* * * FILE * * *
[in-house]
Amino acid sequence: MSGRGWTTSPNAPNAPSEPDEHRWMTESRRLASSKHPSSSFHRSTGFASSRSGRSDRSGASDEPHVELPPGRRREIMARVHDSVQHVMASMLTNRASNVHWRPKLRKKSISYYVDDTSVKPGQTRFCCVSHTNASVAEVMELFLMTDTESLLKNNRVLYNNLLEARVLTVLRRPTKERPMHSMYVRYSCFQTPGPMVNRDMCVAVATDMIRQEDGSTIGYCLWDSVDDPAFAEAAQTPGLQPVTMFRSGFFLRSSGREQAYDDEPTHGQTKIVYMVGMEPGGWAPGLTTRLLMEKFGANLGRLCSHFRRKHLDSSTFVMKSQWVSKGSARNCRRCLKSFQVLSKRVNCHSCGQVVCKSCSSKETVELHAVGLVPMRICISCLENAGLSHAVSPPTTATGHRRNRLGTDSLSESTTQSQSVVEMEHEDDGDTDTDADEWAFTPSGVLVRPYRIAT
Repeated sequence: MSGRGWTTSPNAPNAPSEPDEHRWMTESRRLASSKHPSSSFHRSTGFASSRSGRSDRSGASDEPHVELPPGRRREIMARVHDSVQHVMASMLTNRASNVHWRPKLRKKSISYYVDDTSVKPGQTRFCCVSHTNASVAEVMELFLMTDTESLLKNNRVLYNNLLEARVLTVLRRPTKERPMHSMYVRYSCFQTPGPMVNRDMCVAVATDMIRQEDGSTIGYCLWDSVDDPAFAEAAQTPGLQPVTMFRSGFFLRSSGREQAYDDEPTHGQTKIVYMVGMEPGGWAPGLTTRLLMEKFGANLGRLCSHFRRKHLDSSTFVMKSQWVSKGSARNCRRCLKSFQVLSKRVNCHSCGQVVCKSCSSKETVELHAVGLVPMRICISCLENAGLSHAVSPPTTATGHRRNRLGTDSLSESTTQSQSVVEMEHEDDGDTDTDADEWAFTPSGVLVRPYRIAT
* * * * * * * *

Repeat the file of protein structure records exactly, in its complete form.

[in-house]
Amino acid sequence: MSGRGWTTSPNAPNAPSEPDEHRWMTESRRLASSKHPSSSFHRSTGFASSRSGRSDRSGASDEPHVELPPGRRREIMARVHDSVQHVMASMLTNRASNVHWRPKLRKKSISYYVDDTSVKPGQTRFCCVSHTNASVAEVMELFLMTDTESLLKNNRVLYNNLLEARVLTVLRRPTKERPMHSMYVRYSCFQTPGPMVNRDMCVAVATDMIRQEDGSTIGYCLWDSVDDPAFAEAAQTPGLQPVTMFRSGFFLRSSGREQAYDDEPTHGQTKIVYMVGMEPGGWAPGLTTRLLMEKFGANLGRLCSHFRRKHLDSSTFVMKSQWVSKGSARNCRRCLKSFQVLSKRVNCHSCGQVVCKSCSSKETVELHAVGLVPMRICISCLENAGLSHAVSPPTTATGHRRNRLGTDSLSESTTQSQSVVEMEHEDDGDTDTDADEWAFTPSGVLVRPYRIAT
Repeated sequence: MSGRGWTTSPNAPNAPSEPDEHRWMTESRRLASSKHPSSSFHRSTGFASSRSGRSDRSGASDEPHVELPPGRRREIMARVHDSVQHVMASMLTNRASNVHWRPKLRKKSISYYVDDTSVKPGQTRFCCVSHTNASVAEVMELFLMTDTESLLKNNRVLYNNLLEARVLTVLRRPTKERPMHSMYVRYSCFQTPGPMVNRDMCVAVATDMIRQEDGSTIGYCLWDSVDDPAFAEAAQTPGLQPVTMFRSGFFLRSSGREQAYDDEPTHGQTKIVYMVGMEPGGWAPGLTTRLLMEKFGANLGRLCSHFRRKHLDSSTFVMKSQWVSKGSARNCRRCLKSFQVLSKRVNCHSCGQVVCKSCSSKETVELHAVGLVPMRICISCLENAGLSHAVSPPTTATGHRRNRLGTDSLSESTTQSQSVVEMEHEDDGDTDTDADEWAFTPSGVLVRPYRIAT